Janesville52.1°

Group opens Oak Hill Cemetery chapel to build support to save it

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Nico Savidge
November 2, 2013

JANESVILLE—Hoping to drum up support for its effortto restore the Oak Hill Cemetery chapel, a group dedicated to preserving it held an open house spotlighting the building's history and needs Saturday.

Inside the chapel, visitors could study decades-old maps of the cemetery and see pieces of the building's stained glass.

Outside, they could get a closer look at its crumbling 114-year-old masonry and the litany of other issues that have spurred city officials—and chapel advocates—into action.

Repairs could cost hundreds of thousands of dollars, a price tag that prompted city staff to recommend the Janesville City Council vote to demolish the building.

But preservationists, who recently formed a group called Friends of Oak Hill Chapel, say tearing it down will rob the city of a piece of its history.

“If it's gone, it's gone forever,” said Allison Schultz, a group member. “There's no getting this part of Janesville's history back.”

The city council gave residents until a February meeting to present their plans for how to restore the chapel.

With that deadline approaching, and knowing they have a lot of work and fundraising to do if they want to make a plan palatable for the city, the group opened the chapel doors Saturday morning.

“We want to be able to go into that meeting and say, 'Listen, don't demolish it because here's what we've come up with,'” Schultz said.

The building will certainly need a lot of work, said Ron Sutterlin, who specializes in historic restorations.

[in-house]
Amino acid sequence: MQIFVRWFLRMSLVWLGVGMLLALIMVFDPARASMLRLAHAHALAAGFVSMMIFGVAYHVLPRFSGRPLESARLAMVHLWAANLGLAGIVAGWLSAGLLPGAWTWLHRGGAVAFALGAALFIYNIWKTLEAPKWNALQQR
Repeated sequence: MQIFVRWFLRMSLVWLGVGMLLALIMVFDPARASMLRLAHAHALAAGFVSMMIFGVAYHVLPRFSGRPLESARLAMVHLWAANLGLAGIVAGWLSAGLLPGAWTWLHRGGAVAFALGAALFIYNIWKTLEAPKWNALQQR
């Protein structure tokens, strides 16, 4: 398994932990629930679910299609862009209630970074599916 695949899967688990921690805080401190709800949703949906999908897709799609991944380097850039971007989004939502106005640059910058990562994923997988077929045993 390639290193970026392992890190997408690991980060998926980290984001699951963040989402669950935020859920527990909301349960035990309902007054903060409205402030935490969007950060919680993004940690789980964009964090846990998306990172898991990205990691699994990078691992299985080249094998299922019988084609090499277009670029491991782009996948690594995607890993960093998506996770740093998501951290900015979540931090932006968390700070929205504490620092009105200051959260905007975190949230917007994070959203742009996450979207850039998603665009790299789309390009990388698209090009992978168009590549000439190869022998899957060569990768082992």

Though some of the mortar in between the chapel's original stones is in good condition, water erosion has badly deteriorated the masonry in other parts. Workers also will have to repair and secure the building's stone caps and protect its stained glass windows, Sutterlin said.

There's work to be done inside as well, where Sutterlin wants to return the walls to their original color and get some of the visible electrical work off the arched ceilings, he said.

On the floors, orange and brown carpet that looks straight out of the 1970s masks the original hardwood, Sutterlin said, so they'll also want to take that out.

In all, Sutterlin and city officials have estimated repairs will cost more than $300,000. Preservationists would also like to build an endowment to help maintain the building.

So Friends of Oak Hill Chapel are looking for donations—as well as historic photos that can guide the renovations—through such events as Saturday's open house, Schultz said.

“Without the dollars to fund this project, it's just not going to happen,” she said.



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